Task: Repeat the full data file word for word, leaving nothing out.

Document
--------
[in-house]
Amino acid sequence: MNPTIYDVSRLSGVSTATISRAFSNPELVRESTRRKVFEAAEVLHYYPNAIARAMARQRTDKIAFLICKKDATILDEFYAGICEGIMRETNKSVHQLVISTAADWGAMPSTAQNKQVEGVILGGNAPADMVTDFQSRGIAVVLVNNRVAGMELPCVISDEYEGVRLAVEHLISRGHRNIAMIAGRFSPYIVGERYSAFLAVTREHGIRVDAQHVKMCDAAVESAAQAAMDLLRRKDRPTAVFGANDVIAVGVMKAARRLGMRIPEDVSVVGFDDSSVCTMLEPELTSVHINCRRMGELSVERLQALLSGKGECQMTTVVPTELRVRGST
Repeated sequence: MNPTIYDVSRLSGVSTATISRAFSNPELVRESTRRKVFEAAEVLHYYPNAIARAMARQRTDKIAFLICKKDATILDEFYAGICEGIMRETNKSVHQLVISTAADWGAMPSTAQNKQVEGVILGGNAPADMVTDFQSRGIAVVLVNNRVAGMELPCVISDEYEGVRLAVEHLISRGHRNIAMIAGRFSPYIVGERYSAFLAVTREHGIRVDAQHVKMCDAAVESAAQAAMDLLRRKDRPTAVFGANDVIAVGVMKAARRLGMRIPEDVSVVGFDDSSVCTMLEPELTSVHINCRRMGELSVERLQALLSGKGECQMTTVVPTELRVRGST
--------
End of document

[in-house]
Amino acid sequence: MNPTIYDVSRLSGVSTATISRAFSNPELVRESTRRKVFEAAEVLHYYPNAIARAMARQRTDKIAFLICKKDATILDEFYAGICEGIMRETNKSVHQLVISTAADWGAMPSTAQNKQVEGVILGGNAPADMVTDFQSRGIAVVLVNNRVAGMELPCVISDEYEGVRLAVEHLISRGHRNIAMIAGRFSPYIVGERYSAFLAVTREHGIRVDAQHVKMCDAAVESAAQAAMDLLRRKDRPTAVFGANDVIAVGVMKAARRLGMRIPEDVSVVGFDDSSVCTMLEPELTSVHINCRRMGELSVERLQALLSGKGECQMTTVVPTELRVRGST
Repeated sequence: MNPTIYDVSRLSGVSTATISRAFSNPELVRESTRRKVFEAAEVLHYYPNAIARAMARQRTDKIAFLICKKDATILDEFYAGICEGIMRETNKSVHQLVISTAADWGAMPSTAQNKQVEGVILGGNAPADMVTDFQSRGIAVVLVNNRVAGMELPCVISDEYEGVRLAVEHLISRGHRNIAMIAGRFSPYIVGERYSAFLAVTREHGIRVDAQHVKMCDAAVESAAQAAMDLLRRKDRPTAVFGANDVIAVGVMKAARRLGMRIPEDVSVVGFDDSSVCTMLEPELTSVHINCRRMGELSVERLQALLSGKGECQMTTVVPTELRVRGST